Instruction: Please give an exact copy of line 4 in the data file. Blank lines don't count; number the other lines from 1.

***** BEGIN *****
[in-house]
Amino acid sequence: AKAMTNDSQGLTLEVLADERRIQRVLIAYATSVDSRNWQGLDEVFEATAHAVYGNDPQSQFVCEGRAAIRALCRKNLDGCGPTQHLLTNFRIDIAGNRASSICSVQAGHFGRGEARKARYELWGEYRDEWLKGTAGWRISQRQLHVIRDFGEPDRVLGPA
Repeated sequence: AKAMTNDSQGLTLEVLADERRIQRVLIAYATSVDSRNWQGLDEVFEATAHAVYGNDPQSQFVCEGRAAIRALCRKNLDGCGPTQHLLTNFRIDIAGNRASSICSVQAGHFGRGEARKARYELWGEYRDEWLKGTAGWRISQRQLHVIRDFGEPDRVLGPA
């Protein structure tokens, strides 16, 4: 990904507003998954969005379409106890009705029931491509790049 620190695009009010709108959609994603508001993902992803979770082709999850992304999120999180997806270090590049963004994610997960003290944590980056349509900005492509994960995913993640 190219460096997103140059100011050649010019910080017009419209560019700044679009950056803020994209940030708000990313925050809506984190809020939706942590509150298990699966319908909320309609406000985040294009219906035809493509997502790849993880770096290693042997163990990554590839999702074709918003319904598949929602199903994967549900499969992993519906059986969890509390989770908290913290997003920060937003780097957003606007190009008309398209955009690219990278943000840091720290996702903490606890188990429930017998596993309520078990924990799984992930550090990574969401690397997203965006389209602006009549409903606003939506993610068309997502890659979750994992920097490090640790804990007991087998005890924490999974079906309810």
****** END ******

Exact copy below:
């Protein structure tokens, strides 16, 4: 990904507003998954969005379409106890009705029931491509790049 620190695009009010709108959609994603508001993902992803979770082709999850992304999120999180997806270090590049963004994610997960003290944590980056349509900005492509994960995913993640 190219460096997103140059100011050649010019910080017009419209560019700044679009950056803020994209940030708000990313925050809506984190809020939706942590509150298990699966319908909320309609406000985040294009219906035809493509997502790849993880770096290693042997163990990554590839999702074709918003319904598949929602199903994967549900499969992993519906059986969890509390989770908290913290997003920060937003780097957003606007190009008309398209955009690219990278943000840091720290996702903490606890188990429930017998596993309520078990924990799984992930550090990574969401690397997203965006389209602006009549409903606003939506993610068309997502890659979750994992920097490090640790804990007991087998005890924490999974079906309810």